A good example would be Monroe’s 4th hole. Ross wanted the better player to be able to aim straight over the short right side bunkers and if successful, have a shot from the right side of the fairway up the hill to a green that had a very difficult right side bunker. Over the years, the planting of many trees between the 3rd and 4th fairway resulted in a shifting of the tee further to the left to get away from that canopy of trees. In addition, the fairway cutting pattern was changed to open it up further on the left side. The result is the reverse of how the hole was designed. To have a shot from the fairway, players have to aim much further left than Ross envisioned when the designed the green complex.

      Gil Hanse believed that a return to the original tee location, the removal of trees that crowd out that tee and restoring the original fairway mowing pattern, would combine to give all players the original choices that Ross had designed. In addition, the expansion of the fairway further to the right allows the higher handicap golfer room to hit their second shot wide of the cross bunkers that sit 80 yards from the green.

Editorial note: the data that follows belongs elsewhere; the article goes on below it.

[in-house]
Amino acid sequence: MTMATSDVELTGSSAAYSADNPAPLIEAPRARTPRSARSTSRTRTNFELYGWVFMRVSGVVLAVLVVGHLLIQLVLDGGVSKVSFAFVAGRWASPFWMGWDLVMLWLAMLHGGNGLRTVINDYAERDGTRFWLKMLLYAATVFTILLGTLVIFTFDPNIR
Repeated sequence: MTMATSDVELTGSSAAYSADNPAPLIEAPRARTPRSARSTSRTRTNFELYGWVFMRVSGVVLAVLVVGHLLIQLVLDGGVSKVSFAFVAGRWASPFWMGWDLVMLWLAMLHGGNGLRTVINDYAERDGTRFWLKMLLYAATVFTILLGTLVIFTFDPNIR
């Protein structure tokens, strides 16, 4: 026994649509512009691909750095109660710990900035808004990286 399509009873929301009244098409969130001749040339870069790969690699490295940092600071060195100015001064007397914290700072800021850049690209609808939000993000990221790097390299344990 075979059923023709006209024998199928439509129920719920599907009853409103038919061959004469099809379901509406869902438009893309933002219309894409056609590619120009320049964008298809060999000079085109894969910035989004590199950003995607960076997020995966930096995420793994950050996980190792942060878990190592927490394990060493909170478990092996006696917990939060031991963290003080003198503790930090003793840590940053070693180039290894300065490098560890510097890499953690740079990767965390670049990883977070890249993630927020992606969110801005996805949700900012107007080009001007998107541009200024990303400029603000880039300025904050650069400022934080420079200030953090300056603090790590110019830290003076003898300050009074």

On many other holes, elimination of trees that were planted in front of bunkers allowed for the reintroduction of the recovery shot for all players. Many fairway bunkers had spruce and other trees directly in line of play towards the green. Ross never intended for that to happen. These trees were planted over the years without the thought of how big they would grow in 40 or more years. They constituted a double hazard as they eliminated any chance of aiming for the real target, the green.

      4. Restore the greens to their original shape and size.
      Green shrinkage is a common problem of the classic golf courses built in the 1920’s. It has happened primarily because of mowing equipment available at the time. The first introduction of power mowers in the 1940’s was a big step forward over the push cutting mowers, but they were not as flexible in turns and they were cumbersome to back up. The result was a technique that evolved which resulted in wide circular turning. This meant that the irregular corners and peninsulas of certain greens were lost back to the fringe. Over the next 50 years the circular pattern or shape continued to evolve. When greens were reseeded, the “new shape” was the only area reseeded, and the greens lost the original shape more or less permanently.